…little direct work has been done on my story. Yet, I’ve not lost ground…well I don’t think I have. Over the past week or so I’ve trodden through organizing my thoughts. As disheveled as those can be, I repeatedly become mentally exhausted. A nap or my taking a walk helps a great deal. Walks do a great deal to strengthen and help me push toward completing the work.

Winding my way through using OmniFocus to better orchestrate my thoughts, also, seems to be giving me a touch more of that necessary help. Able to arrange my thoughts and assign  some level of organization to the whole thing is a proverbial Godsend.

I have also approached another psychologist, I have known for many years, to see if he’d be open to looking some of the work over. He offered to go ahead and read the introduction. A few days later, he wrote back saying, “You come with up with some weird s**t on occasion – and this is one of them.

Yes, I was gratified with those words!

As I’ve already told many friends, I’m only slowly wading through this one. John Brockman has played a powerful editor, or perhaps better put salesman, in generating “This will make you smarter”. After all, I’m working my way through 4 journals and a couple of other books. Anyway, David G. Myers

David G. Myers

David G. Myers

generated one of the chapters, “Self-Serving Bias”. Inside that exceptionally brief chapter lay a simple expression of what this post’s title is all about.

One hundred percent of us are more than encrusted within but penetrated through with self-serving biases. Now, this is nothing reinforcing that classic trash of, “You need to see a psychotherapist!” Rather, simply begin attempting to question yourself. This last sentence isn’t meant to embolden many of our self-negating crappy thought lives. And again, rather, smile at what you just did recognizing that at one level that little share of bias you put out there might be deeply positive in its’ effects on everyone including you.

However, also, go about building a courages intent to find those self-serving distortions. Those kind I want you after are the ones which hold you captive to things you wish weren’t rooted into that life you call your own.


Raised on a ranch/farm and now being a semi-geek, I’m intrigued with this attempt.

Originally posted on Gigaom:

Imagine operating a sprawling 50-square-mile farm, 30 roaming employees and a hectic and fluctuating growing season using Excel, Quickbooks and two-way radios. That’s how many of the top 30,000 to 40,000 farms, which operate a third of the farm land in the U.S., are still running. But San Francisco-based startup Granular , which emerged on Thursday, has started trialling its new software for farmers that offers the types of modern smart phone apps, cloud-based services and collaboration tools that many other industries have come to rely on as the backbone of their operations.

Granular launched out of the split of another startup, Solum, which was founded in 2009 with early backing from Khosla Ventures and had built up a business around onsite soil analysis. Farms have been using Solum’s data tech to test soil onsite and tightly manage and customize their fertilizer use. But as a young startup in the…

View original 344 more words

Here I sit in front of my a computer screen scuffling with myself over thoughts recorded in Dragon Dictate. I treasure those musings. Still scattered out around in what my neurosurgeon left behind all of those and more fuel my imagination. Much of that kindling being used to fire up my creativity are scraps from my years as a therapist and emergency clinician.  My infusing those snippets into a storyline is no different than making use of those same memories while working with other clients. As long as I quietly clip connects of those memory threads from what is laced through my therapized memories everyone is safe.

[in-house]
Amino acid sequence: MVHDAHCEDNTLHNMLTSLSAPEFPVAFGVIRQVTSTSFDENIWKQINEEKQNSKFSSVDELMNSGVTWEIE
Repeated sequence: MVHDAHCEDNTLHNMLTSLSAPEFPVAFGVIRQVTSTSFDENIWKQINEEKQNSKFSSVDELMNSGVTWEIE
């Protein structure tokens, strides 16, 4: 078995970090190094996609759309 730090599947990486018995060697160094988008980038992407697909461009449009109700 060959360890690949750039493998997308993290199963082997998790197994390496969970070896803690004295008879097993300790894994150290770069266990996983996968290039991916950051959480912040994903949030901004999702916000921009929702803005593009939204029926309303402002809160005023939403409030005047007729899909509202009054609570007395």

But, alas, my surgeon took a portion of my thought bandwidth with him! No longer do I have the capacity to keep at thinking through a drove of thoughts and memories, like I use to. Being easily mentally winded before working far down into those treasure troves isn’t my only problem. Coupled with running out of mental stamina I at times get a little too confused to finish much of anything, has left me a little bitter about being hobbled.

Now closing in on completing my 13th year since being under a scalpel and I imagine Roto-Rooter, I’ve become better at accepting my inability to move at the pace I use to. Certain that, most of the time, I have my iPhone or Sony recorder with me, those fragments of thoughts scurrying around, like mice or silverfish are much easier to catch. While it takes time to then let Dragon transcribe my recordings to written word, this is proving worth the wait. Those pieces my Dragon works out of those recording are then slowly woven into the fabric of what I’m wanting to accomplish.

Certain as I am that some of you might be thinking this is closer to (silver)Phishing for Nuance, I want you to know that the devices and apps I’ve mentioned so far are lifesavers. Depriving ideas of being able to dissipate like morning fog makes them usable. A little too often, I re-read things with no idea that I had generated the material, but it is refreshing to catch sight of things, again! Now better able to keep a firmer hold on thoughts, which too often scoot out of sight, out of mind is a tremendous benefit.

Now, let’s see if I can actually generate a novel.